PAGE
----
(1) Forget papercut! Some of the worst cuts I've ever had have been from moving and cataloging old hardware, those steel cases can cut like a knife under the right(wrong?) circumstances. I used a paper towel and duck tape at the time, but a first aid kit would have been much appreciated. - C. Ross
(1) Food != Raised Floor If you are in the Datacenter Suite with the equipment say no to food. - JamesBarnett
[+7] [2010-01-13 16:10:19] mpez0

Telephones as mentioned above, but with a long enough cord to take the handset to any cabinet. And yes, corded phones -- there's likely to be enough signal on whatever freq you choose for there to be a problem with cordless.

While I'm on the subject, even if the site uses VOIP phones, you need a non-VOIP, non-PBX, direct line to handle the instances where the VOIP or PBX equipment is down.

Other stuff that hasn't been mentioned: Printed reference material - phone numbers, networks, remote host dependencies, etc. Stuff that you might need to bring up the server where the online copies reside.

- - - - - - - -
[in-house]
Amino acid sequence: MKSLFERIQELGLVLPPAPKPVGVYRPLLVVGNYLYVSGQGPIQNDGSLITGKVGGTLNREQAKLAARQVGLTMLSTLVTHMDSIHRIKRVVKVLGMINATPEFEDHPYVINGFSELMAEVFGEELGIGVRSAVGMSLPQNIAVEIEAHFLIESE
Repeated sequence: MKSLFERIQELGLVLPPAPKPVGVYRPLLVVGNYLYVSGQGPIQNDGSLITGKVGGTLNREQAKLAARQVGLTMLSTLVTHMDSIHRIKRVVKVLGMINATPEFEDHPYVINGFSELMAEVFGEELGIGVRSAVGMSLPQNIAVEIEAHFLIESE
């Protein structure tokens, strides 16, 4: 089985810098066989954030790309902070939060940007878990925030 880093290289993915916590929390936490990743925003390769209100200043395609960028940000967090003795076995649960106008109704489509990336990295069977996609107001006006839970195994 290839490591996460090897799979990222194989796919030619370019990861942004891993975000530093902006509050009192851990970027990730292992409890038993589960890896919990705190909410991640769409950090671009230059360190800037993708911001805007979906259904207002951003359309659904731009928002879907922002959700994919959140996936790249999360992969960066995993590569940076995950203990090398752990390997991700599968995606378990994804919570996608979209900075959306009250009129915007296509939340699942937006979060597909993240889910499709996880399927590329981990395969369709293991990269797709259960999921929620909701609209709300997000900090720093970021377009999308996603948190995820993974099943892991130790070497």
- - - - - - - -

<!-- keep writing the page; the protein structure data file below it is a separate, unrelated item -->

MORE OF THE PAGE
(2) +1. Nothing worse than having critical info for fixing a server... on the same failed server. - Massimo
What colo's have you been in that have a phone in the suite? - JamesBarnett
[+7] [2010-01-12 21:01:29] pboin

A big, big roll of sheet plastic and duct tape.

For when the ceiling leaks (water), or someone decides they have to drill holes in the walls (dust tent), or when you have to rig up some emergency cooling.

Ok... why? I'm intrigued. - Bill Weiss
(7) for sealing yourself in, of course. in case of zombie attack or world-ending virus. someone's got to keep the servers running, right? - quack quixote
(5) It will get useful when some (l)user comes screaming in because he wants his data immediately. - Massimo
(2) Carpets can also be quite useful, you know. - Massimo
Fair enough. (15 character max) - Bill Weiss
(2) but carpets leak. sure, they're opaque, but you need that first layer to be waterproof or you'll end up with physical evidence all over the place. - quack quixote
(2) For when the ceiling leaks (water), or someone decides they have to drill holes in the walls (dust tent), or when you have to rig up some emergency cooling. - pboin
(1) @pboin: that's actually a really good reason. gonna add it into your answer so it's more obvious and detached from our collective sarcasm. - quack quixote
[+7] [2010-01-12 21:26:05] pcapademic